Humor and Theology
A couple of weeks ago my supervisor, James Eglinton, and I (with some other students) were having a conversation about the place of humor in theology. It was an interesting conversation with wide ranging thoughts and implications. The question posed was: to what extent is there a place for laughter/humor in doing theology? We all granted that laughter is good. We all agreed that we should not take ourselves too seriously. However, the question still stood: to what extent is there a place for laughter/humor in doing theology?
Much could be said on the root cause of laughter in our day and age, but I will leave that for others (a good place to start might be: Russell Heddendorf, From Faith to Fun: The Secularisation of Humour). My main concern is to briefly explore the extent to which we should make jokes in our theology. This is particularly interesting to me because I love to laugh. I love to tell jokes. I often think everyone (myself included) takes themselves a little to seriously. And yet, I am a person studying to become an academic theologian.
You see, my supervisor's concern (and mine) is that humor is rooted in paradox. A concept or thought doesn't make sense so we laugh. James Eglinton argued that in our culture in the face of such paradoxes we medicate ourselves with 'fun' and that fun allows us to laugh in the face of paradoxes. Rather than actually having a paradox confront us and our world, we make light of it. Rather than grappling with paradox we laugh. Reinhold Niebuhr observed something interesting about laughter and its relationship to faith:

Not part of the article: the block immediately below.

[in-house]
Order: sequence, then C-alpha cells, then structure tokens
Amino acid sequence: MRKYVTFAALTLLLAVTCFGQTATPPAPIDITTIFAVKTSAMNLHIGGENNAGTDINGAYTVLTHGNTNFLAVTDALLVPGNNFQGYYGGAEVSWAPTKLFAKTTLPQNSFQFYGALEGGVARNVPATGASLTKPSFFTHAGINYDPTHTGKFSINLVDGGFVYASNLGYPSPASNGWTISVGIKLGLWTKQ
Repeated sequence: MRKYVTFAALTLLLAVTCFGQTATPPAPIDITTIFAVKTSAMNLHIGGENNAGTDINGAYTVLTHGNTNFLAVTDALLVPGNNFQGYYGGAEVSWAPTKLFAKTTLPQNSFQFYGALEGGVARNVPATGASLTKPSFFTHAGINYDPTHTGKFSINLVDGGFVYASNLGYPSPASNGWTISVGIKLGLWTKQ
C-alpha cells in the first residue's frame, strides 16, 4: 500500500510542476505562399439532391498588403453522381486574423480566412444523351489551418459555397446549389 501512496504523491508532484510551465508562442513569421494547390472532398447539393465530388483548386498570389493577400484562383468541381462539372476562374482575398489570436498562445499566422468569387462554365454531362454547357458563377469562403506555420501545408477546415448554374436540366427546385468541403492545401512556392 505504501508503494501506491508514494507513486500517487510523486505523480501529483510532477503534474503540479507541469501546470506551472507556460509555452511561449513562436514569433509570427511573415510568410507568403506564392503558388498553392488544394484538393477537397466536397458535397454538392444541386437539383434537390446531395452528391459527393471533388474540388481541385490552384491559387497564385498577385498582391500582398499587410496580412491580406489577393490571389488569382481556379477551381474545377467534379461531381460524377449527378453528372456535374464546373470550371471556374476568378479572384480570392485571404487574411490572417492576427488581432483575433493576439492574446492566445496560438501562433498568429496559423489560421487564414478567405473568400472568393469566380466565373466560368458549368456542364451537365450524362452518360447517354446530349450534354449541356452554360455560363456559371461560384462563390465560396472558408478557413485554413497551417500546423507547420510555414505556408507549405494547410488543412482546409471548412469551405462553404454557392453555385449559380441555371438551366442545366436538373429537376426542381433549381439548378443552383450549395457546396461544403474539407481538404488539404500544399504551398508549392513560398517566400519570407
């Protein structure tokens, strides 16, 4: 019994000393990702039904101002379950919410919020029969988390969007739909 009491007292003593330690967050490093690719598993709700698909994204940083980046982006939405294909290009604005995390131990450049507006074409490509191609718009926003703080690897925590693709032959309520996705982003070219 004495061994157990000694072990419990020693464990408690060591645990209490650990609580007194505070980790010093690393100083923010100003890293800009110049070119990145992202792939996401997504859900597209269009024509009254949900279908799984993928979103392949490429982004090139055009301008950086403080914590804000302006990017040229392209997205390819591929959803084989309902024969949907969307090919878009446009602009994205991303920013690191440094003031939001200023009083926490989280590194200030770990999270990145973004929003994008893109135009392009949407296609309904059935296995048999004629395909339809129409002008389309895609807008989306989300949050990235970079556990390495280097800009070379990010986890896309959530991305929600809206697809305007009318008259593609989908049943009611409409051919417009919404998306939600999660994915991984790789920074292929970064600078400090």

Laughter is our reaction to immediate incongruities and those which do not affect us essentially. Faith is the only possible response to the ultimate incongruities of existence which threaten the very meaning of our life.
As I have thought about this more and read more, I am becoming convinced that our culture wants to trivialize what Neibuhr calls 'ultimate incongruities' and bring them down to our level. We do this because we don't want to confront the fact that these 'ultimate incongruities' threaten how we think and live in this world. We make 'ultimate incongruities' into 'immediate incongruities' so that we don't have to respond in faith. For the theologian to engage in his task with that type of frivolity diminishes the importance of the task of 'thinking God's thoughts after him'.
However, God resists being trivialized. When God confronts us, we are not brought to a place of laughter but of faith. We can see this most poignantly during the times in life when we are suffering. Kelly Kapic notes:
Whether we are at a hospital, in the trenches during wartime, or wondering where our next meal is going to come from, in such times we don’t find ourselves laughing at God. We long for his care and provision. Yet when things are going well, when laughter fills the air, then we somehow think the idea of God can be hilarious.
I love to laugh. I love to make jokes. My supervisor loves to laugh and make jokes (granted many times I don't understand him... humor is cultural). Laughter is part of who we are as people. The gospel teaches us to laugh, to laugh at the world, to the laugh at ourselves. However, theology (and to some extent we all do theology) is a serious task that must be taken seriously. This is especially true in a culture that wants nothing less than to medicate itself with the shallow and frivolous. When we engage in the task of 'thinking God's thoughts after him', we find that we stand contra mundum and as we stand contra mundum, we find that we live coram Deo. The right response when before the face of God is not laughter but humbled faith and worship.